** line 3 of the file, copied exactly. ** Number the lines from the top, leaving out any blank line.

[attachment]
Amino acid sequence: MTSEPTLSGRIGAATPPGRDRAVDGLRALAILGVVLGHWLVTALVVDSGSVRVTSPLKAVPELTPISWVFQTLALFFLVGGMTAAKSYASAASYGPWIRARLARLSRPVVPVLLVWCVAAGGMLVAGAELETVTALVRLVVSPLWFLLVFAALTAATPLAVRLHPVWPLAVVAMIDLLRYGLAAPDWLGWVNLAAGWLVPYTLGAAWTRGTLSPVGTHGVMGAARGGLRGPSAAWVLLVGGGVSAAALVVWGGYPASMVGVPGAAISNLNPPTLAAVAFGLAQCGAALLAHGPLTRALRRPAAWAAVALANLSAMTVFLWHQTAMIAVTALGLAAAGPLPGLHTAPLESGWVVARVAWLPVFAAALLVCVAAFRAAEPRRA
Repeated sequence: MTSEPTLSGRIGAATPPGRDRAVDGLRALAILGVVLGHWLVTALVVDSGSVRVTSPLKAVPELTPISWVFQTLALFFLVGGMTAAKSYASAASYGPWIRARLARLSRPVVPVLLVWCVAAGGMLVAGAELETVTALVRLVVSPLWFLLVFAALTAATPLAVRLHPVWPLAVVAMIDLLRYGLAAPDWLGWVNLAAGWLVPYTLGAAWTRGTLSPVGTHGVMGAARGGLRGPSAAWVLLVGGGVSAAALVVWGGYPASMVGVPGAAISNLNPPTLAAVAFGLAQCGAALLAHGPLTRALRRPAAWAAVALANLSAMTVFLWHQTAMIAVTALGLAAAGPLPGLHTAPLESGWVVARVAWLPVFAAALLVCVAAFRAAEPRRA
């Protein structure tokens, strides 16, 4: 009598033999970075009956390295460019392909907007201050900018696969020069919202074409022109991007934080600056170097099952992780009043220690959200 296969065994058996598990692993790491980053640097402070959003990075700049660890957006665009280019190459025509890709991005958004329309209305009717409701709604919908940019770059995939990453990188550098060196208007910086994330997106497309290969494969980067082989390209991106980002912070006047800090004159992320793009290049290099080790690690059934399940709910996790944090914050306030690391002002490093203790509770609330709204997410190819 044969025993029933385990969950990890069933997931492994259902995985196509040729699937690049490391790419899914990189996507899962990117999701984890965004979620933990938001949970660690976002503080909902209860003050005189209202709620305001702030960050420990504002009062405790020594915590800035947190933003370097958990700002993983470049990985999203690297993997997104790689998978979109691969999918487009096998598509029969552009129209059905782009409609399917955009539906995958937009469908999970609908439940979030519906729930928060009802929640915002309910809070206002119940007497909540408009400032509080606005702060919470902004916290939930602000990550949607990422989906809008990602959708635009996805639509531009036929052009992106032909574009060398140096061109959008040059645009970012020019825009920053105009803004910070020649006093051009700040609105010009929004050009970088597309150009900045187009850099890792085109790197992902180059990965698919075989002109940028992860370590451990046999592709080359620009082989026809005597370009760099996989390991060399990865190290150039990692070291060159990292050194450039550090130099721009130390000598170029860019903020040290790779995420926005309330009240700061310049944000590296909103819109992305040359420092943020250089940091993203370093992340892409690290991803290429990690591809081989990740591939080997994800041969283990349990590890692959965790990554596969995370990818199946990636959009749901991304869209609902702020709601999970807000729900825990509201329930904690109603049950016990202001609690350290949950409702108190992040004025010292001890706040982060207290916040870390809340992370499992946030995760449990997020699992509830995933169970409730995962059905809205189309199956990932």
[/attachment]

């Protein structure tokens, strides 16, 4: 009598033999970075009956390295460019392909907007201050900018696969020069919202074409022109991007934080600056170097099952992780009043220690959200 296969065994058996598990692993790491980053640097402070959003990075700049660890957006665009280019190459025509890709991005958004329309209305009717409701709604919908940019770059995939990453990188550098060196208007910086994330997106497309290969494969980067082989390209991106980002912070006047800090004159992320793009290049290099080790690690059934399940709910996790944090914050306030690391002002490093203790509770609330709204997410190819 044969025993029933385990969950990890069933997931492994259902995985196509040729699937690049490391790419899914990189996507899962990117999701984890965004979620933990938001949970660690976002503080909902209860003050005189209202709620305001702030960050420990504002009062405790020594915590800035947190933003370097958990700002993983470049990985999203690297993997997104790689998978979109691969999918487009096998598509029969552009129209059905782009409609399917955009539906995958937009469908999970609908439940979030519906729930928060009802929640915002309910809070206002119940007497909540408009400032509080606005702060919470902004916290939930602000990550949607990422989906809008990602959708635009996805639509531009036929052009992106032909574009060398140096061109959008040059645009970012020019825009920053105009803004910070020649006093051009700040609105010009929004050009970088597309150009900045187009850099890792085109790197992902180059990965698919075989002109940028992860370590451990046999592709080359620009082989026809005597370009760099996989390991060399990865190290150039990692070291060159990292050194450039550090130099721009130390000598170029860019903020040290790779995420926005309330009240700061310049944000590296909103819109992305040359420092943020250089940091993203370093992340892409690290991803290429990690591809081989990740591939080997994800041969283990349990590890692959965790990554596969995370990818199946990636959009749901991304869209609902702020709601999970807000729900825990509201329930904690109603049950016990202001609690350290949950409702108190992040004025010292001890706040982060207290916040870390809340992370499992946030995760449990997020699992509830995933169970409730995962059905809205189309199956990932």